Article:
2. We gradually gift them the tools they need to trust themselves in the food sphere. Often, as parents we put ourselves right in the middle of the food equation. This takes away our child’s ability to learn and to grow. Let us look at some examples:
i) It is fabulous to teach our child to learn how much food is the right quantity for their own body and energy needs. If we always portion size foods, we are determining how much they should eat, rather than allowing them to gauge this for themselves.
ii) Serving new foods shows we know our child is capable of eating different things. If we always serve the same foods (I know, I know, those are the ones they will eat) then we are not trusting that they can eat something new.
Here I am suggesting having new foods available rather than just giving them a new food and taking away a favourite.
iii) Trusting our child to make good food choices takes time and modelling and mistakes. But if we do not go through the process it is far more difficult for them to be able to do this for themselves.
For example, if we continually micro-manage what they eat, or direct them to eat this before that, we are putting ourselves in the middle of their relationship with food.
Stepping back and allowing our child to make decisions around food, within boundaries, is a really positive way to gift them great tools for long term positive eating.
Trust that it will all work out in the end!
So much about resolving picky eating revolves around having goals to work towards, but an appreciation that it may take time.
It is also rarely linear. Our child may suddenly add two or three foods and enthusiastically eat something new in a restaurant. We feel this is it, we have cracked the fussy eating.
Then they stop eating all the new foods and refuse to even eat a favourite at dinner. This is common behaviour and part of the learning curve for our child. They have a burst of confidence, then, suddenly feel overwhelmed or overtired and it all falls apart.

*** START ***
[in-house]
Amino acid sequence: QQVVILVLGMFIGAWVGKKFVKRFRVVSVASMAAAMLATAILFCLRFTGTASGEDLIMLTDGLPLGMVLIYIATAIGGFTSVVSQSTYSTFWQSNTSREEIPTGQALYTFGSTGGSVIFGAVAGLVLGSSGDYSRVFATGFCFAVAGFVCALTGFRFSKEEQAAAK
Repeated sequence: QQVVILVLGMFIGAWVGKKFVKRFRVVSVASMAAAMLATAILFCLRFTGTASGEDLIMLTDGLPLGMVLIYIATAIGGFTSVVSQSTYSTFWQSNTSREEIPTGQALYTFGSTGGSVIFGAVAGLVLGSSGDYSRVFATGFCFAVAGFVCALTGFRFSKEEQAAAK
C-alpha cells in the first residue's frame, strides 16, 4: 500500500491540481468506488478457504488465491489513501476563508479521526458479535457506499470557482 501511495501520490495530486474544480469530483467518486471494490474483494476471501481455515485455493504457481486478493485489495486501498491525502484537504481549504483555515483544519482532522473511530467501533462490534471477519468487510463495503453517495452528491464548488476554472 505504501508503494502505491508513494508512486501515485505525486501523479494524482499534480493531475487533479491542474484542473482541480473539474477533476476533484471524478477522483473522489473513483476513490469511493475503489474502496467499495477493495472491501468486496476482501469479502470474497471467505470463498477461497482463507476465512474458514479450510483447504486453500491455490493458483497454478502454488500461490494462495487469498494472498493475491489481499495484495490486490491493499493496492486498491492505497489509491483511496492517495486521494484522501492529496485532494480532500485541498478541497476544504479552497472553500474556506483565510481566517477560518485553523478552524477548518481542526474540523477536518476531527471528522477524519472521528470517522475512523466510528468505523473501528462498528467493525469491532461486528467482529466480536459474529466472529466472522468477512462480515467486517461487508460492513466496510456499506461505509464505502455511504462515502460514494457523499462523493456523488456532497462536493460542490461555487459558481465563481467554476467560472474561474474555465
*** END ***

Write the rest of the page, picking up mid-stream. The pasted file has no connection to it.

But, that falling apart is a set-back rather than a disaster. If things have worked, why have they worked? How can we replicate that and support our child to take more new steps?
If they do go a little backwards, then appreciating that it is part of the learning and not stopping is critical. It is way easier to sit back and do nothing, rather than consistently looking for ways forward. But finding ways to support our child to take steps is where we need to be.
If I can leave you with a summary:
Trust is a key part of success in working with a picky eater. Them trusting you, you trusting them, them trusting themselves, and the belief that the effort you put in will be worthwhile (which it is!).
Have you thought about trust when it comes to your child and picky eating?
Judith is the author of the book Creating Confident Eaters and also a mum of two boys -a tween and a teen.
Judith's dream is that every child is able to approach food from a place of safety and joy, not fear. She delights in showing parents how to get picky eaters eating in simple, gentle, practical steps that anyone can master. Judith is currently working towards a Masters degree in Psychology as she would love to understand more of the “why” behind fussy eating.